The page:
In condemning the CST, he said: “In my opinion, the communication service tax bill is not consistent with the national broadband plan”, “I have been privileged to see the national broadband plan and lucky to be serving on the committee that is implementing that bill. I can say to all of us here present that the spirit of the broadband bill and the spirit of this present tax bill, is like something coming from the north and the other going from the south, they are completely different.”
The ALTON Chairman recommends that the Federal Government should give attention to expanding the number of those paying tax rather than focusing on the telecoms industry to provide the tax fund supposed to be raised alongside other sectors of the economy. “According to what is said, there are only 10 million people paying tax, and we are almost 200 million people. So maybe the work to do is to find more people to join that 10 million and let’s do the work that about 50 million people would be paying taxes, then telecoms will be in the back burner, we wouldn’t be in the front burner,” he said.
President of the Association of Telecommunications Companies of Nigeria (ATCON), OlusolaTeniola, said that its members are already overtaxed by all tiers of government through fees on Annual Operating License (AOL), VAT, RoWs, Levy permits, duties among others. He quipped that that the industry which is heavily taxed already would prefer the Bill is stepped down. According to him, “There is no doubt that the emergence and liberalization of this sector has also impacted positively on revenue accruable to government, employment generation (both Direct and Indirect), Foreign Direct Investment and a host of other positives”.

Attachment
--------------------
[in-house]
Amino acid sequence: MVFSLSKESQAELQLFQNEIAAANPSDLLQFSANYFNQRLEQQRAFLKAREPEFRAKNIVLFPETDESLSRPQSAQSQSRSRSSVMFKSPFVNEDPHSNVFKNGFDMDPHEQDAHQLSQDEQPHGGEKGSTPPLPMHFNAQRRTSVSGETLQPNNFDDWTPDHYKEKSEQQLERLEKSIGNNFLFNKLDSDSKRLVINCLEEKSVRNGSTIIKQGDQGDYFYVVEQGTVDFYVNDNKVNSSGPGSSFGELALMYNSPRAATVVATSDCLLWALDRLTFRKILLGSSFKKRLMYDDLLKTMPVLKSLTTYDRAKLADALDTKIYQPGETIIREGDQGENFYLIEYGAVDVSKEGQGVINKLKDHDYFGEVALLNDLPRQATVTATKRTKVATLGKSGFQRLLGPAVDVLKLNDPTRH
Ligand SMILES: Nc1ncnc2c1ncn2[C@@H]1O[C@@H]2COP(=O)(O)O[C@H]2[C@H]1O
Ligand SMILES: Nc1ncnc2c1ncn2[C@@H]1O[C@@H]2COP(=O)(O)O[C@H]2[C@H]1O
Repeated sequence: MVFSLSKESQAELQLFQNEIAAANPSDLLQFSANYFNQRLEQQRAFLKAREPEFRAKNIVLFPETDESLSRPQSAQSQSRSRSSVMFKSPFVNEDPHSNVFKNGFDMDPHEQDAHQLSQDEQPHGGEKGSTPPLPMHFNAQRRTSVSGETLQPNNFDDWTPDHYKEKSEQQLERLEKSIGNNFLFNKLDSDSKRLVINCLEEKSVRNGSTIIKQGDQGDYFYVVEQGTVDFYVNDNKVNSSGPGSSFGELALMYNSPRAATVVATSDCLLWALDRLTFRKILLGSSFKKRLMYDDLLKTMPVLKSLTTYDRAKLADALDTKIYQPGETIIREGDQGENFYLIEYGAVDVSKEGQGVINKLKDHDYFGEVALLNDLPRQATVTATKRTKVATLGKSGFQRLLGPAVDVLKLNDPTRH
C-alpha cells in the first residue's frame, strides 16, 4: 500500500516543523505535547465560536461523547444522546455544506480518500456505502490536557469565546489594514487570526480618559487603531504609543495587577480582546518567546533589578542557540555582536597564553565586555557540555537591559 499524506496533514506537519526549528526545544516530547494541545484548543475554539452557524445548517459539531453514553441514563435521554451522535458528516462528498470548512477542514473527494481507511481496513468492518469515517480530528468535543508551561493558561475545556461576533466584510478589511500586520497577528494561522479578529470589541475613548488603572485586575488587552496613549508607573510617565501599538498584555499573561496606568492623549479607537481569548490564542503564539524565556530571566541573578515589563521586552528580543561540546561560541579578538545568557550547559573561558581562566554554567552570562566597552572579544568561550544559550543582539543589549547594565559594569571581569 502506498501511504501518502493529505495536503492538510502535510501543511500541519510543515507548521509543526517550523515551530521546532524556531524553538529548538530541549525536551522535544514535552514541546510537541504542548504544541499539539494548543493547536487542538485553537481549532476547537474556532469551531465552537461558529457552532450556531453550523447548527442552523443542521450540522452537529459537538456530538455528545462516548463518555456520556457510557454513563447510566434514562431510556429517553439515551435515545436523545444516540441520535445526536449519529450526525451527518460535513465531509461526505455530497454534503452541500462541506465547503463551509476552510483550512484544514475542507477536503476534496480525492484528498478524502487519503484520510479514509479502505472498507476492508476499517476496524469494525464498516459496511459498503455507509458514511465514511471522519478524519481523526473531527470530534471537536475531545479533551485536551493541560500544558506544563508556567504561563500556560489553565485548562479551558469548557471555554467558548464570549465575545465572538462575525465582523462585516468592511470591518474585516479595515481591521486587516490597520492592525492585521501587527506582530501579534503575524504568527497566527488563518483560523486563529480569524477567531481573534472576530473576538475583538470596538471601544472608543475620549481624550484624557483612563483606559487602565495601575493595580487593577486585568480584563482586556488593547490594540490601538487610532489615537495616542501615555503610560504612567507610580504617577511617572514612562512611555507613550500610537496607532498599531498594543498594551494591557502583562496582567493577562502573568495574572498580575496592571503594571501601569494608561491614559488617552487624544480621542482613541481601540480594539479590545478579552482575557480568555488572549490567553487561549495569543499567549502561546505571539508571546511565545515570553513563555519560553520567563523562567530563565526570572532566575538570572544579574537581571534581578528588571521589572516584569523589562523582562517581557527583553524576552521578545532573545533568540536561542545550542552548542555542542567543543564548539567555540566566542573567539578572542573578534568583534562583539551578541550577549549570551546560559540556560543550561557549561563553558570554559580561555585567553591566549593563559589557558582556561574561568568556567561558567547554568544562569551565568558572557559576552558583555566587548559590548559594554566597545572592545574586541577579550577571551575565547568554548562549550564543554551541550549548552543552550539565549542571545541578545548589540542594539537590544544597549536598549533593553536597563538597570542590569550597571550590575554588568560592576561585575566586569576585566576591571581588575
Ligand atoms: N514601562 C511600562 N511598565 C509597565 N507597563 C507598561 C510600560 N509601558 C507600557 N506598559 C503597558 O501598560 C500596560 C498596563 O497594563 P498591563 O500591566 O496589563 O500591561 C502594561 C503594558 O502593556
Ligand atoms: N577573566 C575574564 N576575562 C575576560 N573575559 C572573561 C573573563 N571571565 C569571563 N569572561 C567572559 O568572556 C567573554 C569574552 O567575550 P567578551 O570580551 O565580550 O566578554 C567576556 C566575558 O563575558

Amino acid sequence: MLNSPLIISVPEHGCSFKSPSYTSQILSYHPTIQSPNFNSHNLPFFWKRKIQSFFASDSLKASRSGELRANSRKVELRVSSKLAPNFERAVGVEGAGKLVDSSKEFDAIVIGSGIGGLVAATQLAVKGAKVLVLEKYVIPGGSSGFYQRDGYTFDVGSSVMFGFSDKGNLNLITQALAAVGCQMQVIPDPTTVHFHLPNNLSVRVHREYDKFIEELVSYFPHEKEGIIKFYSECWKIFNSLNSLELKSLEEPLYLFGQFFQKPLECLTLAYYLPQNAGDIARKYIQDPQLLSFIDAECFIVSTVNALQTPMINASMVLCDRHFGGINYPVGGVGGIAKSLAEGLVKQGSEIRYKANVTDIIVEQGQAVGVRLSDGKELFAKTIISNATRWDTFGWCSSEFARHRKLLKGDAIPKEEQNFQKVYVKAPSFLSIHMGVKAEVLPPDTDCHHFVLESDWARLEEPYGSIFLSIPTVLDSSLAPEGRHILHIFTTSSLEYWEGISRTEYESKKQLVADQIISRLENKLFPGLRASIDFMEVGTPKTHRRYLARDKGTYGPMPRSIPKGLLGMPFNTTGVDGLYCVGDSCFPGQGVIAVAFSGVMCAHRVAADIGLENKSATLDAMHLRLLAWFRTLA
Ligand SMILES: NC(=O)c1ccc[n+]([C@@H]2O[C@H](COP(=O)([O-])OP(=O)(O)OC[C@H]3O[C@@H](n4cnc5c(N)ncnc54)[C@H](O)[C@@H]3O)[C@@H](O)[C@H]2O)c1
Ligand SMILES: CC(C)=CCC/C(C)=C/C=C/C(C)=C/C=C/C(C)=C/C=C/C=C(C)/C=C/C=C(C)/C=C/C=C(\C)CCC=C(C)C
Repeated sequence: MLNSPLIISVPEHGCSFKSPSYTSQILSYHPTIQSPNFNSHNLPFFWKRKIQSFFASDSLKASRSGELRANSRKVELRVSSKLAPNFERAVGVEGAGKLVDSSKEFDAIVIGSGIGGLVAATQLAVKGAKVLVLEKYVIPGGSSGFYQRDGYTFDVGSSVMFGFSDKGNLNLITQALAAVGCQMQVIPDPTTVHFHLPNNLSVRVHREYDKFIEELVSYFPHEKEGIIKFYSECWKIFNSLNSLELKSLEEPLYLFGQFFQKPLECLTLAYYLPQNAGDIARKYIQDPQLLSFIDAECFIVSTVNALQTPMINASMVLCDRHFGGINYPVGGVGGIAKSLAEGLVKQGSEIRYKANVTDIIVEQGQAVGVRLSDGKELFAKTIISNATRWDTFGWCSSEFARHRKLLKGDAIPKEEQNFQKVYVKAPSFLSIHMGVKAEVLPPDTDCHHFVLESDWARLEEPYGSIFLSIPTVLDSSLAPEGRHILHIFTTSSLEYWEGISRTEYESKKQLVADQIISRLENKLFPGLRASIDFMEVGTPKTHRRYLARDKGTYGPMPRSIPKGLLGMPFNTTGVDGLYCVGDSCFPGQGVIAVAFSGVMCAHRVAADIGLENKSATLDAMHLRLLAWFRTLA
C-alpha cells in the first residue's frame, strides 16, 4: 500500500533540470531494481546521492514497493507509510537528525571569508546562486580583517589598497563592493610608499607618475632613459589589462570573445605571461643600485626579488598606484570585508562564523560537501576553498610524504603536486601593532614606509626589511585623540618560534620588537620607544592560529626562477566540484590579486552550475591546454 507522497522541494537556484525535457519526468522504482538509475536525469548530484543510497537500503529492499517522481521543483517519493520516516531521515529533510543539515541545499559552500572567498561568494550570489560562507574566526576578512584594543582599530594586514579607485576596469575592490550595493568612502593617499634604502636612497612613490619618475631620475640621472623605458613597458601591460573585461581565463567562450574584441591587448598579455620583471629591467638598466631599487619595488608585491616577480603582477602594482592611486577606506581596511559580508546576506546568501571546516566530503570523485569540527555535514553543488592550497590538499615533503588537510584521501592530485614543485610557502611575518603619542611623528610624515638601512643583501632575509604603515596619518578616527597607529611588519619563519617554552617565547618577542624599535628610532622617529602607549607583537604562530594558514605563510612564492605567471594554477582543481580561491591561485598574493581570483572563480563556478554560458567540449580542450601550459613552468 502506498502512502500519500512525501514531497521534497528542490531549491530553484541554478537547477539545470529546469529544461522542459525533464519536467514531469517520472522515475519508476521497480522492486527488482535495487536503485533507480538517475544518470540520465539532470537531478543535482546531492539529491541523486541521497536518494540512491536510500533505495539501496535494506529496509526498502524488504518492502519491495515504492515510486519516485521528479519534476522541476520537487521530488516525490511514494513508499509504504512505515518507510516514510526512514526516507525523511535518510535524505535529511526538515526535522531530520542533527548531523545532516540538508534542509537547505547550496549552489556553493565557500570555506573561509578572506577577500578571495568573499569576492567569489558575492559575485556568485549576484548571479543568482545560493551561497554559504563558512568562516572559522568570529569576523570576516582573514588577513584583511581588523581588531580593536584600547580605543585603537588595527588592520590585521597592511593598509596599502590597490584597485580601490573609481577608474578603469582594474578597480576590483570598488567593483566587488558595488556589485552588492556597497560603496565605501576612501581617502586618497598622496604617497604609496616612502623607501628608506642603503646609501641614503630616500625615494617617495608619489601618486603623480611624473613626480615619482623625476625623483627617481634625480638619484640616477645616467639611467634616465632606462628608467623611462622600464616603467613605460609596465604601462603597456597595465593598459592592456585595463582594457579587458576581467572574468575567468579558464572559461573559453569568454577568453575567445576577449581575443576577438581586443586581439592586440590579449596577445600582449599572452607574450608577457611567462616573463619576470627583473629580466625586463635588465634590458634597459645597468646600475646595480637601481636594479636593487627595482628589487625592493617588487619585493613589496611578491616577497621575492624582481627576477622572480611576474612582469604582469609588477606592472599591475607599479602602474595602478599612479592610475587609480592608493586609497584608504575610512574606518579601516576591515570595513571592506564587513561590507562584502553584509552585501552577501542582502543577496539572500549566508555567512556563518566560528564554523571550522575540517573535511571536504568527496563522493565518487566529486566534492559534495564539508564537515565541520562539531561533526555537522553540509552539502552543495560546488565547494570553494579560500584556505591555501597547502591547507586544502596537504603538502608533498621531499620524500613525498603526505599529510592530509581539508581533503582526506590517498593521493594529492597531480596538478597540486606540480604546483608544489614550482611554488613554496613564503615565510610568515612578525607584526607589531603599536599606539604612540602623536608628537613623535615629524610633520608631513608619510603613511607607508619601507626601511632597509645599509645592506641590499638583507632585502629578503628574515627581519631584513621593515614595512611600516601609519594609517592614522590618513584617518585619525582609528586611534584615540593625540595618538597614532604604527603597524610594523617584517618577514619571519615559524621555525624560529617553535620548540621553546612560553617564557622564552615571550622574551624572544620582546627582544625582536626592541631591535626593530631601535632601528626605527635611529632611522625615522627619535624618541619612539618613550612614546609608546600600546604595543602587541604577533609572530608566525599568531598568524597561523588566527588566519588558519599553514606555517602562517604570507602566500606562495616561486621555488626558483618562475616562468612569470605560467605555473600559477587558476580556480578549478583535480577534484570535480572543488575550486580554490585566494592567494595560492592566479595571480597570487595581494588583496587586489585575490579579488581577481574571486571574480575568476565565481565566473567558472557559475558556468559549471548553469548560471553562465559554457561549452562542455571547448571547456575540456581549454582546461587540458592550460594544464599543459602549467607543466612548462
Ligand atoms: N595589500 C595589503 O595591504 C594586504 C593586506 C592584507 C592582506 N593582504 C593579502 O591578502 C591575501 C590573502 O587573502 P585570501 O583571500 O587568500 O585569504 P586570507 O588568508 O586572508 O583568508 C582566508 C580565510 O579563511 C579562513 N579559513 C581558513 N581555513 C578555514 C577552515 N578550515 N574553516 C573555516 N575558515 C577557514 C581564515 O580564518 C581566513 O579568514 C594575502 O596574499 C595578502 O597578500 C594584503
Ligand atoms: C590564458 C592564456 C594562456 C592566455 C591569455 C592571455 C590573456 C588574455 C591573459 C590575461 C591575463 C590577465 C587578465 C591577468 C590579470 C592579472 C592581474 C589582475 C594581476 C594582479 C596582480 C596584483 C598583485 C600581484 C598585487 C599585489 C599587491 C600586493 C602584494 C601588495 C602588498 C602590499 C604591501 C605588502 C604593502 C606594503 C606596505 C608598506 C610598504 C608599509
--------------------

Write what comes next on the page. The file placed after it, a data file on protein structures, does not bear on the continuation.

Also, President, National Association of Telecommunication Subscribers (NATCOMS), Adeolu Ogunbanjo said the proposed CST Bill will impact negatively on the National Broadband plan. He said that the proposed bill would also make telecom services expensive. “Already, subscribers are battling with very low purchasing power as well as very low discretionary income.” According to him, “The proposed communications services tax bill is anti-people, anti-masses and totally against the low income earners, who are not even enjoying the benefit of our abundant oil and gas endowment.”
If the legislators are truly representing the interests of the people, then the overbearing call of the people for the step down of the CST bill should be respected by the National Assembly. President LCCI, Nike Akande made a tacit support on this while urging government to ensure investment friendly tax environment, especially in the light of the prevailing high cost of doing business in the country. She said the ICT sector is very strategic to sustainable growth and development, adding that the sector has witnessed an impressive growth over the last one decade.